The other problem with overly complicated metrics is that they are extremely intensive in computational power, labor, or both. And I can quantify that. I spent 75% of my time at one job producing metrics. I was spending 3 weeks out of the month putting together metrics, which only left a week out of the month to work with my teams on doing something about them. If we could have reversed that, I would have been a lot more effective.
At a later job, I figured out how to produce comparable metrics in a week with better tools. And then I figured out how to produce something about 80% as good programmatically, and it took 15 minutes. But then I had to figure out how to close that gap to make my automated metrics just as good as what I did manually. That revision took 6 hours to run. That’s still a lot better than a week, let alone 3 weeks, but using 24 times as much computing power didn’t improve the outcome by a factor of 24. In fact the improvement was negligible. Mostly I was wasting electricity.
Why your vulnerability management metrics are too simplistic
How can you be too simplistic and too complicated at once? Partly because you are probably defining the problem incorrectly, but also because you probably don’t have the right data.
Security policy is usually based on the criticality of the vulnerability. It usually doesn’t factor asset context in at all. Part of the reason for that is sometimes companies don’t know what computers they have, let alone whether a given computer is business critical or not. You can’t define criticality when you don’t know for certain if something exists. This is partly due to shadow IT, but also partly due to poor asset inventory.
But even if you have a subpar inventory, you can wing it for a while on asset criticality. If it’s on your disaster recovery plan, it’s a high criticality asset. If you’re not allowed to touch it because you might break it, it’s a high criticality asset. It’s going to blow up your metrics, but that’s a problem for multiple IT VPs or maybe even the CIO to solve. If you know it’s a test system, its asset criticality is low. And if you don’t know what it should be, let it default to medium. You’ll end up with too many mediums, but IT will have motivation to help you fix it now.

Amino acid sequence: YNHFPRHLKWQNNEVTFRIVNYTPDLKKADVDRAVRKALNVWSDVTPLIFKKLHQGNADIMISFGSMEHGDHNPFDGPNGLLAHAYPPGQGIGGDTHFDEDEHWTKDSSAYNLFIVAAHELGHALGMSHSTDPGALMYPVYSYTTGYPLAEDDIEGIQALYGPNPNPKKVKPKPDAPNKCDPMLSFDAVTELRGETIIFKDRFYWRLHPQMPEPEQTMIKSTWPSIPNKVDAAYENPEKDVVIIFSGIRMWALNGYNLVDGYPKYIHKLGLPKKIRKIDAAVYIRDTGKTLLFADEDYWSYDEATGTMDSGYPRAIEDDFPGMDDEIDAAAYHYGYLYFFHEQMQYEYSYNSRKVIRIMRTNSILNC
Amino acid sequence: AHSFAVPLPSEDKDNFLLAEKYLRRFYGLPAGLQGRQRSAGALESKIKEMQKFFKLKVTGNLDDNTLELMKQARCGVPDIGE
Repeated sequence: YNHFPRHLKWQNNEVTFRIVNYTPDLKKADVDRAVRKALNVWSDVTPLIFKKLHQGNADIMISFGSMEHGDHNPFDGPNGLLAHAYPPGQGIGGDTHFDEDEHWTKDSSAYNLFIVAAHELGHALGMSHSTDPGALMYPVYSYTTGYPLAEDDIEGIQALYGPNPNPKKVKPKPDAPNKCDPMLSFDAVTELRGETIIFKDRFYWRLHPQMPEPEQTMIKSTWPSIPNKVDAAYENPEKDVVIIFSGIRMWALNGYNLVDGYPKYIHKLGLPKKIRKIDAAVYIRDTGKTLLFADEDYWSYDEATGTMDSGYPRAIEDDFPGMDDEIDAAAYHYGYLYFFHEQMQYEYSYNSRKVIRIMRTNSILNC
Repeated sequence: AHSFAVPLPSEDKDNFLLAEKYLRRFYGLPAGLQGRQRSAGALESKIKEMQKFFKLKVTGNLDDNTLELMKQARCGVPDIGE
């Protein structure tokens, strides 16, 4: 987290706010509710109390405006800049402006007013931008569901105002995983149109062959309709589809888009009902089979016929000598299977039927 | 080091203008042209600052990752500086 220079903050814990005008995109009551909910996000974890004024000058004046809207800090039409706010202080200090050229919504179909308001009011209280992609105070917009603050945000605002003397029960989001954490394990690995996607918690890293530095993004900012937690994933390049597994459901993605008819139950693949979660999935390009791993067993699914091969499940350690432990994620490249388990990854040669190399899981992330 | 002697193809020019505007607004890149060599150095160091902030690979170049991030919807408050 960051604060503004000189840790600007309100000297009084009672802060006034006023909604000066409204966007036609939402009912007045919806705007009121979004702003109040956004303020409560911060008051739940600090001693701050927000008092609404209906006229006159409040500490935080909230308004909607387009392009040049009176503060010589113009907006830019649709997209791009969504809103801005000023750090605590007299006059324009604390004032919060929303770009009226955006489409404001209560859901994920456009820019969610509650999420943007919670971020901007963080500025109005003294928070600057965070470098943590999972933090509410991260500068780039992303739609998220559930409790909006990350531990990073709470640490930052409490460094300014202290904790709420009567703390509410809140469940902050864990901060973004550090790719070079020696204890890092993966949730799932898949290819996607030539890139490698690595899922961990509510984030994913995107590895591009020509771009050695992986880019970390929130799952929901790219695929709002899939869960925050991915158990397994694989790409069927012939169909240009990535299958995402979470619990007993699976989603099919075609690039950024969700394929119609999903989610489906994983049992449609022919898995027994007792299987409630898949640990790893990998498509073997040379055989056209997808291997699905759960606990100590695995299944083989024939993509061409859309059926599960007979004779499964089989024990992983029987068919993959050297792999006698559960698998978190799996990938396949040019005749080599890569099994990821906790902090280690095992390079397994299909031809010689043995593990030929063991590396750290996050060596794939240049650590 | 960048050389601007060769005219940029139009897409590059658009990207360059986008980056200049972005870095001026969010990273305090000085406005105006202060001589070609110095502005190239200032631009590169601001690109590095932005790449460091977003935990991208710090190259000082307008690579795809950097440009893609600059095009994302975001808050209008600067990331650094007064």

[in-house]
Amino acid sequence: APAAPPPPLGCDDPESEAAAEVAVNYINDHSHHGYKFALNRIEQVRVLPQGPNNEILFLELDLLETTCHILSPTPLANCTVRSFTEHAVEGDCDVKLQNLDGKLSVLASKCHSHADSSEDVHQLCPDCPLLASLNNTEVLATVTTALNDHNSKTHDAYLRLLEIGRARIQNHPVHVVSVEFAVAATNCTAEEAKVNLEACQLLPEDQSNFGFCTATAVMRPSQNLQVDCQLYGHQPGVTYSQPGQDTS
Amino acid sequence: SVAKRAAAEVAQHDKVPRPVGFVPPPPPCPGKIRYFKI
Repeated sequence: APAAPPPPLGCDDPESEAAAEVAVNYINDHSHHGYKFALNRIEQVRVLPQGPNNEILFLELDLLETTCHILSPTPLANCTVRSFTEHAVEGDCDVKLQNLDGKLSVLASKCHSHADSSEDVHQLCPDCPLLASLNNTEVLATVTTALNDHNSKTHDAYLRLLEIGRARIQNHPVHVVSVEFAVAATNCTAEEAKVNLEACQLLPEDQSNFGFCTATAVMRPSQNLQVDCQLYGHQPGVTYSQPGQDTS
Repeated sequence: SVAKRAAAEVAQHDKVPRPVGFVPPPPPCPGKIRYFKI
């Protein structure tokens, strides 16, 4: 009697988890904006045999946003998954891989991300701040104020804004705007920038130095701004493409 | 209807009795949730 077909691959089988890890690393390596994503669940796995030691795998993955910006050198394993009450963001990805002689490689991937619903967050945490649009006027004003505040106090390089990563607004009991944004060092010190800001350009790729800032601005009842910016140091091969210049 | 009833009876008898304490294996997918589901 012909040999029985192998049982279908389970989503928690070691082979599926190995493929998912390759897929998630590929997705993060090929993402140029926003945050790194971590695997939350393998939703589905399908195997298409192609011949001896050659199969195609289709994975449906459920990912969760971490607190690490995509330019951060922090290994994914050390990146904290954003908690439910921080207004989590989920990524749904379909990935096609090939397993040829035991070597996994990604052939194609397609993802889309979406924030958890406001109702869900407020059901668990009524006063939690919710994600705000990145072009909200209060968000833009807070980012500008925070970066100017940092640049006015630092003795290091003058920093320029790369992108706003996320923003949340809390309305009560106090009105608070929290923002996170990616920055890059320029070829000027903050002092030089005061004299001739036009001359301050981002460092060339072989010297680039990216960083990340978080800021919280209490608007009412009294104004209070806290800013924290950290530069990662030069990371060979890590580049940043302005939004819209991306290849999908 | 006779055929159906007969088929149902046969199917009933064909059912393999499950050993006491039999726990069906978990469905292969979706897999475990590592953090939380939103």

Once you define those criticality levels, tag them in your vulnerability management system by criticality, and then you just need to report three stinking numbers for each combination of asset and vulnerability criticality.
You might even be able to get by with two. What percentage of your vulnerabilities were fixed before the due date, and your mean time to remediate.
NIST also recommends collecting the median time to remediate, although they don’t explain why. I will explain the significance.
Why median and mean?
If your median is more than your mean, that suggests you have a vulnerability backlog and a significant number of the vulnerabilities you are remediating are older. If the median is less than your mean, you probably don’t have a backlog.
The mean tells you if you typically are meeting your remediation policy. The median adds the nuance of better measuring how frequently you meet the policy. Here’s more background on median and mean if you need it.
It gives you the same insight that trending does, without the computational intensity of trending. It’s ingenious. And that’s a good thing, because trending is the most time-consuming and computationally difficult part of vulnerability metrics. Being able to make each month’s metrics more or less stand on their own is the holy Grail.
You don’t need a manifesto on security metrics 300 pages long to understand vulnerability management metrics. You’re failing because you are making it too damn complicated. Pardon the strong language, but you are ruining careers. The United States Government, the creators of the IRS long form, defined this problem and the solution in its entirety in 28 pages. The whole problem, not just the metrics. The metrics part of the publication is two pages.